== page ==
It should be fairly obvious to everyone by now, that I am not a people person. It's not that I don't like people (well, most people), it's that I'm just really, really uncomfortable around them. 

If you don't believe me, just go ahead and try to strike up a conversation. I'll want to chat (I really will) but in the end, we'll both be hearing crickets. (Or worse. )

And the thing is, the thoughts in my head are often far more interesting (albeit more inappropriate) than what comes out of my mouth.

It is for this reason that painting in public is excruciatingly painful for me. Because, you know... people. And while most folks are delightful, some are less than sublime and others are downright offensive. I get it, they don't know what to say either. I mean, artists are weird and you never know when one of them is going to cut off an ear or develop syphilis, right?

Trouble is, I don't have the nerve to speak my mind -- in person.  However, in print I'm such a charmer. That's a joke, by the way.

So, here, in no particular order...  are 20 comments and questions heard while painting in public -- followed by my responses. And my thoughts. 

"Are you an artist?" 

 

What I say: Yes.

What I'm thinking: Of course not, I’m a dental hygienist. See my utensils?

"Did you paint that?"

 

What I say: Yes.

What I'm thinking: Actually no, I just tossed the guy who was here into the ocean so I could steal his canvas.

"I can’t draw a straight line."

 

What I say: That’s funny, neither can I. (smiles)

What I'm thinking: Well aren't you original. It's not like I haven't heard that 1000 times before.

"I don’t have a creative bone in my body." 

 

What I say: Oh, heh heh. Um.

What I'm thinking: I’m not sure what you want me to say here. I'm sorry?

"My Great Aunt was an artist."

 

What I say: Oh, that's nice.

What I'm thinking: I'm so freaking happy for you.

"Do you make a living from art?"

 

What I say: It can be difficult, but I make out okay.

What I'm thinking: That depends. Do you have a better offer?

"Do you have a day job?"

 

What I say: I'm an artist.

What I'm thinking: Would it be fun if I told you I was a brain surgeon?
ps: It's 11'oclock in the morning. This is daytime.

"I wish I could paint." 

 

What I say: You might surprise yourself.

What I'm thinking:  I wish I had an invisibility shield. Zap. Crap. Nope, not working.

"You are so creative." 

 

What I say: Thank you.

What I'm thinking:  I’ll bet you’re proud of me too.

"How much would you charge for a painting of ____________?" 

 

What I say: For this size? Around $100.00.

What I'm thinking: Thanks for asking but I know you're just making small talk and have absolutely no intention of buying my work so shoo.

"How long will it take you to finish that?"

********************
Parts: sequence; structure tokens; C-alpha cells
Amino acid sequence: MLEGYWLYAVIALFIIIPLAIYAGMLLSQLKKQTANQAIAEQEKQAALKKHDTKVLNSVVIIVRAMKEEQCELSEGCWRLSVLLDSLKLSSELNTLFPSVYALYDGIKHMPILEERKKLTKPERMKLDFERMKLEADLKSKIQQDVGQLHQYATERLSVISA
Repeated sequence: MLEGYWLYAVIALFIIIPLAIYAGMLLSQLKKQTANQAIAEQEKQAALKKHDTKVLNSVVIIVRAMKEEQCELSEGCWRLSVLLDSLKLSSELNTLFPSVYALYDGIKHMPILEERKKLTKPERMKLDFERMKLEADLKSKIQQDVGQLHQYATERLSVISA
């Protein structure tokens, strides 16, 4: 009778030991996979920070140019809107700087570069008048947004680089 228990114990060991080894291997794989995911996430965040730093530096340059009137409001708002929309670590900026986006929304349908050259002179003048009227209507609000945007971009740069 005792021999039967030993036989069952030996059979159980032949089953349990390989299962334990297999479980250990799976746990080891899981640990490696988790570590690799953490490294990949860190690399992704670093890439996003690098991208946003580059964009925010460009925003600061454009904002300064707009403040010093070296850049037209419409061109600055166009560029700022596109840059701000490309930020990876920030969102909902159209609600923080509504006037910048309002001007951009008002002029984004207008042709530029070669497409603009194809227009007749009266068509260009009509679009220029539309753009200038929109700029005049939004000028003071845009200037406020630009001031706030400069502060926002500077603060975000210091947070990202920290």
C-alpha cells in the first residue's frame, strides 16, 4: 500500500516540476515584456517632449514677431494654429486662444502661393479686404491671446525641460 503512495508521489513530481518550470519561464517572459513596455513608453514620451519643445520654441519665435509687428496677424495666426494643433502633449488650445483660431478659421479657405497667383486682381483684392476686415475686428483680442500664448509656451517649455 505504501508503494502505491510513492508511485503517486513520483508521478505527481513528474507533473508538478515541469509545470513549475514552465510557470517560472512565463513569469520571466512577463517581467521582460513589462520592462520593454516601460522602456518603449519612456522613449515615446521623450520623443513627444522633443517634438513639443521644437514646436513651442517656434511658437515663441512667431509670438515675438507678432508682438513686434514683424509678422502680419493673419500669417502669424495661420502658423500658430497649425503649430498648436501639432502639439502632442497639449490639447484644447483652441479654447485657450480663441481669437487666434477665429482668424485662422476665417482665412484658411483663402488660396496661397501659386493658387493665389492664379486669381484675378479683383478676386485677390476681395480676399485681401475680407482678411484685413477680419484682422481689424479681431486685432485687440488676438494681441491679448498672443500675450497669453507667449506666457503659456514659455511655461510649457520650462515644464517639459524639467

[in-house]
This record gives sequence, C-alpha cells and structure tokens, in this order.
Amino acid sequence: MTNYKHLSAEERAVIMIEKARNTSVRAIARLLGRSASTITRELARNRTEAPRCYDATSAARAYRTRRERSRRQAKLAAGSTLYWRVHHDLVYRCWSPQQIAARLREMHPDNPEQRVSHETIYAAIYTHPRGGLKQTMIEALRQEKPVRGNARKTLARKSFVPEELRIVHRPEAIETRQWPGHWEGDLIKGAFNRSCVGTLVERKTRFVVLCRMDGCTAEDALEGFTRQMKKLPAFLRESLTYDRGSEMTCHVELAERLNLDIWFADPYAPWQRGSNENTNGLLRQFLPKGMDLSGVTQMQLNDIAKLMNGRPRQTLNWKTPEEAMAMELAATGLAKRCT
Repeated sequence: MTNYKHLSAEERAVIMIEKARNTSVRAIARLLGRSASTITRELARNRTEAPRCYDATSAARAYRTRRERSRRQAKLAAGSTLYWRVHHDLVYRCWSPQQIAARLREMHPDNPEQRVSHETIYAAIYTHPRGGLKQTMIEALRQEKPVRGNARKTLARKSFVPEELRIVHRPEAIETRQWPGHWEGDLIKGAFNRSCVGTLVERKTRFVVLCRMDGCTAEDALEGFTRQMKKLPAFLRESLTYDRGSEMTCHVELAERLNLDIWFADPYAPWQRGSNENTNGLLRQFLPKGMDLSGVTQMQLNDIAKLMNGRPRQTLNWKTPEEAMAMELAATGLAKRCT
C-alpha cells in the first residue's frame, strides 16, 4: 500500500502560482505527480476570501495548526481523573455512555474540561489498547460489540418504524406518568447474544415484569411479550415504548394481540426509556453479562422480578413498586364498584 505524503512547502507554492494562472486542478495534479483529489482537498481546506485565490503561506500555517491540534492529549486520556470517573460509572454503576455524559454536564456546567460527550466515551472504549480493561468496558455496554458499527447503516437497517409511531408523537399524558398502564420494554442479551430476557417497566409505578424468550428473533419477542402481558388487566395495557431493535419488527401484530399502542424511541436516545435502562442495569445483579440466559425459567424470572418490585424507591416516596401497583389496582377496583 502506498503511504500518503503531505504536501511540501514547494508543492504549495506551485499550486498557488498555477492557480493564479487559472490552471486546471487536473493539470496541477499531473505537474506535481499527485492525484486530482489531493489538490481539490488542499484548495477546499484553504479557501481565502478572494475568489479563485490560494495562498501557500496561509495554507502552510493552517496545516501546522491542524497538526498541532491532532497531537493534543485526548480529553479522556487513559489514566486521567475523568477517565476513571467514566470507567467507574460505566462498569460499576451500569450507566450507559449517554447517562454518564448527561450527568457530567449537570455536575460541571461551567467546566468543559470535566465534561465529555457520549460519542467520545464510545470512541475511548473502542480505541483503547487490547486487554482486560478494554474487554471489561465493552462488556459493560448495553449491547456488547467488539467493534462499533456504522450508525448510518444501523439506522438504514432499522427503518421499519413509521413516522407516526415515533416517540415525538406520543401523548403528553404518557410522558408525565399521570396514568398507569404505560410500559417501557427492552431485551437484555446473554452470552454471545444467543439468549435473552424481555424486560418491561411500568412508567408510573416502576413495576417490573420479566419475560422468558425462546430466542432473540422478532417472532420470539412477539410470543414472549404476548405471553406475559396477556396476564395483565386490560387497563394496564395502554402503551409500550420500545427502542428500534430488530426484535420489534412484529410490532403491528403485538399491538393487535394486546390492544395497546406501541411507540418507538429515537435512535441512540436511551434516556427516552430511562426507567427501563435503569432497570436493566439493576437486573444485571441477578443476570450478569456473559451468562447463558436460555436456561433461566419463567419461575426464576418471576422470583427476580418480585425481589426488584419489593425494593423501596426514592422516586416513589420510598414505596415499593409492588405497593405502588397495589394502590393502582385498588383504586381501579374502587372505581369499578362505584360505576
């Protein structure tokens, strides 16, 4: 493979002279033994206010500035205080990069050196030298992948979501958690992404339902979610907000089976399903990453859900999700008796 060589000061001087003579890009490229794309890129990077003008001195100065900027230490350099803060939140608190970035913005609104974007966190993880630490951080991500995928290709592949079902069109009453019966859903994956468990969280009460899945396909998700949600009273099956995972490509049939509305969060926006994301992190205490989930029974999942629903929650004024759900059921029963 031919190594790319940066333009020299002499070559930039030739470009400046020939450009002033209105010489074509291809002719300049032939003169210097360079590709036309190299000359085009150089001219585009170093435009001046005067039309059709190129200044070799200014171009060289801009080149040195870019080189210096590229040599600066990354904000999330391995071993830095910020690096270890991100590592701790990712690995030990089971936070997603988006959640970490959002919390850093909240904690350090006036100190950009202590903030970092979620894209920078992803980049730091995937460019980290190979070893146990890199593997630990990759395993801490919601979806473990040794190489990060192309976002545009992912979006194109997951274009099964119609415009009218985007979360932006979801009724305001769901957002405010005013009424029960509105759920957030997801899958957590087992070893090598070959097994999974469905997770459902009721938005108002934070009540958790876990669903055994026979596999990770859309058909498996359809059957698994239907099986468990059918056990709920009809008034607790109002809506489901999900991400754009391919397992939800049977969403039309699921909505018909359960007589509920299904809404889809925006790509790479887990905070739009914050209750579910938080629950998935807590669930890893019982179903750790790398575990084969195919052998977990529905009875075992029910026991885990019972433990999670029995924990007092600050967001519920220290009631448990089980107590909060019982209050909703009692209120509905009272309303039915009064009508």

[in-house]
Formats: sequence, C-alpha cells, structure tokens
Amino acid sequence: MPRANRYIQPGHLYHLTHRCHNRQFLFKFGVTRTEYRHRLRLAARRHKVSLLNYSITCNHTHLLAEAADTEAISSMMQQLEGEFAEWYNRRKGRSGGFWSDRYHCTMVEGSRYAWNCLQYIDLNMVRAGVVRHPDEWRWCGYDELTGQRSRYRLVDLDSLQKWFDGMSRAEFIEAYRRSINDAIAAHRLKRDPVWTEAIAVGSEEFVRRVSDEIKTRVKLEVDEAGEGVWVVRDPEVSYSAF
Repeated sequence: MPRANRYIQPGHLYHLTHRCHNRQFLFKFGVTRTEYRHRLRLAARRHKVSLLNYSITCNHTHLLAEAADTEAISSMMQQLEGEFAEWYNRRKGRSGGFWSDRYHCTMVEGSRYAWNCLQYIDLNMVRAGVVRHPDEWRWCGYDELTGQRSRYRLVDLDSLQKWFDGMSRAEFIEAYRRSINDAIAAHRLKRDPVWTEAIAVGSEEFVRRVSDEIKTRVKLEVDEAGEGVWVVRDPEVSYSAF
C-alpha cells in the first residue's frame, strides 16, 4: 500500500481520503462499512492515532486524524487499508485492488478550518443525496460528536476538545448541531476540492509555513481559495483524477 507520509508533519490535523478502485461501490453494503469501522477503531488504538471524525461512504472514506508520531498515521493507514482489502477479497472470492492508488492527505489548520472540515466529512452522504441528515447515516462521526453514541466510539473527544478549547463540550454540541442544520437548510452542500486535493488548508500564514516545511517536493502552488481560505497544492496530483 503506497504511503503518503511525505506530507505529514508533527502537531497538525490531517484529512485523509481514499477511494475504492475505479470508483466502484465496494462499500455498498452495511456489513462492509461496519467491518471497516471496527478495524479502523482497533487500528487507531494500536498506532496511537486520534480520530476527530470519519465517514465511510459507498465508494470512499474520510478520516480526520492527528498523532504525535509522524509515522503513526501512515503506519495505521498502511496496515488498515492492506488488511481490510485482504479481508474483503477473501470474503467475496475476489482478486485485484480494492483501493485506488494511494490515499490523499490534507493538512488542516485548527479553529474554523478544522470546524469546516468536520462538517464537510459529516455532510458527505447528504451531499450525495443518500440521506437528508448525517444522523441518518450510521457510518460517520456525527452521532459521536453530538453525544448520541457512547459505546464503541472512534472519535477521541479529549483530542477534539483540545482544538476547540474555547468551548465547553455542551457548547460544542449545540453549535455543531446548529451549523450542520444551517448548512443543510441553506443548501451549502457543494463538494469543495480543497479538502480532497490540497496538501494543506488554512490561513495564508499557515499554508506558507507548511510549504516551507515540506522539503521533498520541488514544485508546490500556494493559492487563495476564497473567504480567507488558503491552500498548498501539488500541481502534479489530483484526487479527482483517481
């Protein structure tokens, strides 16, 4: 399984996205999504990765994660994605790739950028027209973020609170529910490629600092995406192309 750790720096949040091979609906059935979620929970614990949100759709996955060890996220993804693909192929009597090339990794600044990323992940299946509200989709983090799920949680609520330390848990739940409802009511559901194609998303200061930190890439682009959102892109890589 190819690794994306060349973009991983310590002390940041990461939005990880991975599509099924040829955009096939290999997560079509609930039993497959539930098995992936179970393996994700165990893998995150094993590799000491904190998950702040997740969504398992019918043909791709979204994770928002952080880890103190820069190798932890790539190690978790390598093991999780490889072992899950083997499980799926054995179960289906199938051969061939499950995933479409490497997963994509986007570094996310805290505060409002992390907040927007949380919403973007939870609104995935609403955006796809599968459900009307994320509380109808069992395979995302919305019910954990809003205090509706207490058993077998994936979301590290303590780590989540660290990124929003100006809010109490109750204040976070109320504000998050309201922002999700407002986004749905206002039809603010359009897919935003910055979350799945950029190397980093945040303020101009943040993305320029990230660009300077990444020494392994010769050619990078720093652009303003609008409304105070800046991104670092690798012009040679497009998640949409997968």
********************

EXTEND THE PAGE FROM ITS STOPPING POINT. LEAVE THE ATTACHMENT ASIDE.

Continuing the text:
What I say: Oh, another hour or so.

What I'm thinking: Four hundred and thirty-three hours. And 17 seconds. Give or take. Thanks for asking.

"Do you show your work in, you know, galleries?" 

 

What I say: Sometimes.

What I'm thinking: Mostly I show in meat-packing factories. But galleries might be something for me to look into. Thank god I ran into you.

"Do you know _________? She’s an artist too. I love her work."

 

What I say: Yes, I know her.

What I'm thinking: Yes, I know her. She's kind of a shithead and the fact that you like her work makes me question your judgement. 


"Did you go to school for art?" 


What I say: Yes.

What I'm thinking: I thought you might be a snob but now I know for sure.

"Did you draw that out first?"

 


What I say: No.

What I'm thinking: If I say yes does that make me a failure in your eyes?

"What are you painting?"

 

What I say: Oh, just that boat over there.

What I'm thinking: Ok Sherlock. It’s a boat. A freaking boat. It’s that boat, in the harbor, right in front of me. Can you stop talking now?

"Is that paint by number?" 

 

What I say: Haha. No.

What I'm thinking: Haha. I'll be your wife regrets marrying you.

"Is that from memory?"

 

What I say: No.

What I'm thinking: Yes. I am Just. That. Good. Would you like me to paint you a horse now?

"Do you paint by heart?"

 

What I say: Not usually.

What I'm thinking:  I don’t even know what that means.

"Good luck to you!" 

 

What I say: Thank you.

What I'm thinking: Seriously? Good luck to me? WTF?

"Can I take a photo?" 

 


What I say: Sure

What I'm thinking: What not? You’ve stolen my time, you might as well steal my soul too.


Yeah, I know that was 21 comments/questions. Just wanted to see if you were paying attention.

And now, because I can't be the only artist who has painted in public (with expected results), I have created a handy visual aid.

You're welcome.

No, really.